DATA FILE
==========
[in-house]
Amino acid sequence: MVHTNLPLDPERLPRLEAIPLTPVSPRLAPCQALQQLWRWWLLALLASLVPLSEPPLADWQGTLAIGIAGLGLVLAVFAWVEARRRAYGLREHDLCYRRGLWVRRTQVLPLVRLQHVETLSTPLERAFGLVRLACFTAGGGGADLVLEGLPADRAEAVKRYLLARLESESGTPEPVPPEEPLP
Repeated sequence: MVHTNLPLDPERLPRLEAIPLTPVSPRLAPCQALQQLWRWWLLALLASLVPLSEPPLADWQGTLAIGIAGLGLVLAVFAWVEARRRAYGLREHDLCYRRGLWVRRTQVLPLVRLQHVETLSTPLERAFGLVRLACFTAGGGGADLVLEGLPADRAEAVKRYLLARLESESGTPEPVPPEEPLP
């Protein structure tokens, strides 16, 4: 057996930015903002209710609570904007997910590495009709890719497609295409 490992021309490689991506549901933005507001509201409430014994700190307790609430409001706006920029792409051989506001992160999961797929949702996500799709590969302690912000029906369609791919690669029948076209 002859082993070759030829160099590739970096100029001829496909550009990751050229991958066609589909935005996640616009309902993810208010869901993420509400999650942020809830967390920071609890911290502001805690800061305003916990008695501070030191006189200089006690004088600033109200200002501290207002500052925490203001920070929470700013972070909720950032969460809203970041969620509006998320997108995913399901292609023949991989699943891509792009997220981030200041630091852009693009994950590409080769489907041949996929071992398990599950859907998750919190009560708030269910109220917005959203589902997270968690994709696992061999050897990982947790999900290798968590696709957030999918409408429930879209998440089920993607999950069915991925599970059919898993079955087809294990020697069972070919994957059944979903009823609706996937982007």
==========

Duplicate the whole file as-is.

[in-house]
Amino acid sequence: MVHTNLPLDPERLPRLEAIPLTPVSPRLAPCQALQQLWRWWLLALLASLVPLSEPPLADWQGTLAIGIAGLGLVLAVFAWVEARRRAYGLREHDLCYRRGLWVRRTQVLPLVRLQHVETLSTPLERAFGLVRLACFTAGGGGADLVLEGLPADRAEAVKRYLLARLESESGTPEPVPPEEPLP
Repeated sequence: MVHTNLPLDPERLPRLEAIPLTPVSPRLAPCQALQQLWRWWLLALLASLVPLSEPPLADWQGTLAIGIAGLGLVLAVFAWVEARRRAYGLREHDLCYRRGLWVRRTQVLPLVRLQHVETLSTPLERAFGLVRLACFTAGGGGADLVLEGLPADRAEAVKRYLLARLESESGTPEPVPPEEPLP
């Protein structure tokens, strides 16, 4: 057996930015903002209710609570904007997910590495009709890719497609295409 490992021309490689991506549901933005507001509201409430014994700190307790609430409001706006920029792409051989506001992160999961797929949702996500799709590969302690912000029906369609791919690669029948076209 002859082993070759030829160099590739970096100029001829496909550009990751050229991958066609589909935005996640616009309902993810208010869901993420509400999650942020809830967390920071609890911290502001805690800061305003916990008695501070030191006189200089006690004088600033109200200002501290207002500052925490203001920070929470700013972070909720950032969460809203970041969620509006998320997108995913399901292609023949991989699943891509792009997220981030200041630091852009693009994950590409080769489907041949996929071992398990599950859907998750919190009560708030269910109220917005959203589902997270968690994709696992061999050897990982947790999900290798968590696709957030999918409408429930879209998440089920993607999950069915991925599970059919898993079955087809294990020697069972070919994957059944979903009823609706996937982007």